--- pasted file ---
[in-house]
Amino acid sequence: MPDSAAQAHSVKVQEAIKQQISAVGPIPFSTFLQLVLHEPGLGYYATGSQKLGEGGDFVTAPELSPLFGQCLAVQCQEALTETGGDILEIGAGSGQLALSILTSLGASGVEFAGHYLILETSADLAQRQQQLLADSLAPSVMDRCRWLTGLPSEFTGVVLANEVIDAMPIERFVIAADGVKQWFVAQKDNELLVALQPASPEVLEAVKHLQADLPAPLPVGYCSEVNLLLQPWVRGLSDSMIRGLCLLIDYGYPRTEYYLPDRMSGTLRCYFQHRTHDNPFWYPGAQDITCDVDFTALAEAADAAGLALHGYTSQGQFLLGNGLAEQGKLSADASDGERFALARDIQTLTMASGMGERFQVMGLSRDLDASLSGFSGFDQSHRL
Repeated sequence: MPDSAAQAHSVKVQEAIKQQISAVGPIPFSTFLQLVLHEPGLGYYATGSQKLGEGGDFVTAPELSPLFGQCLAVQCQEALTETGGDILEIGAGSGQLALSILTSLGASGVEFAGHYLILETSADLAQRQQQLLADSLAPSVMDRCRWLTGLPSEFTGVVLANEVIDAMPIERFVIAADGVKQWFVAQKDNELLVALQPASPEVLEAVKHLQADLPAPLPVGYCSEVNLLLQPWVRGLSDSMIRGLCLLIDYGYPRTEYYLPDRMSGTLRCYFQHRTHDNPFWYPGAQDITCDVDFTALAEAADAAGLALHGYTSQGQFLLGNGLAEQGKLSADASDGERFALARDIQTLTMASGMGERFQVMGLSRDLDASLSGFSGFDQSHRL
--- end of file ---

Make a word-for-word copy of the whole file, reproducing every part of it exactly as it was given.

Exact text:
[in-house]
Amino acid sequence: MPDSAAQAHSVKVQEAIKQQISAVGPIPFSTFLQLVLHEPGLGYYATGSQKLGEGGDFVTAPELSPLFGQCLAVQCQEALTETGGDILEIGAGSGQLALSILTSLGASGVEFAGHYLILETSADLAQRQQQLLADSLAPSVMDRCRWLTGLPSEFTGVVLANEVIDAMPIERFVIAADGVKQWFVAQKDNELLVALQPASPEVLEAVKHLQADLPAPLPVGYCSEVNLLLQPWVRGLSDSMIRGLCLLIDYGYPRTEYYLPDRMSGTLRCYFQHRTHDNPFWYPGAQDITCDVDFTALAEAADAAGLALHGYTSQGQFLLGNGLAEQGKLSADASDGERFALARDIQTLTMASGMGERFQVMGLSRDLDASLSGFSGFDQSHRL
Repeated sequence: MPDSAAQAHSVKVQEAIKQQISAVGPIPFSTFLQLVLHEPGLGYYATGSQKLGEGGDFVTAPELSPLFGQCLAVQCQEALTETGGDILEIGAGSGQLALSILTSLGASGVEFAGHYLILETSADLAQRQQQLLADSLAPSVMDRCRWLTGLPSEFTGVVLANEVIDAMPIERFVIAADGVKQWFVAQKDNELLVALQPASPEVLEAVKHLQADLPAPLPVGYCSEVNLLLQPWVRGLSDSMIRGLCLLIDYGYPRTEYYLPDRMSGTLRCYFQHRTHDNPFWYPGAQDITCDVDFTALAEAADAAGLALHGYTSQGQFLLGNGLAEQGKLSADASDGERFALARDIQTLTMASGMGERFQVMGLSRDLDASLSGFSGFDQSHRL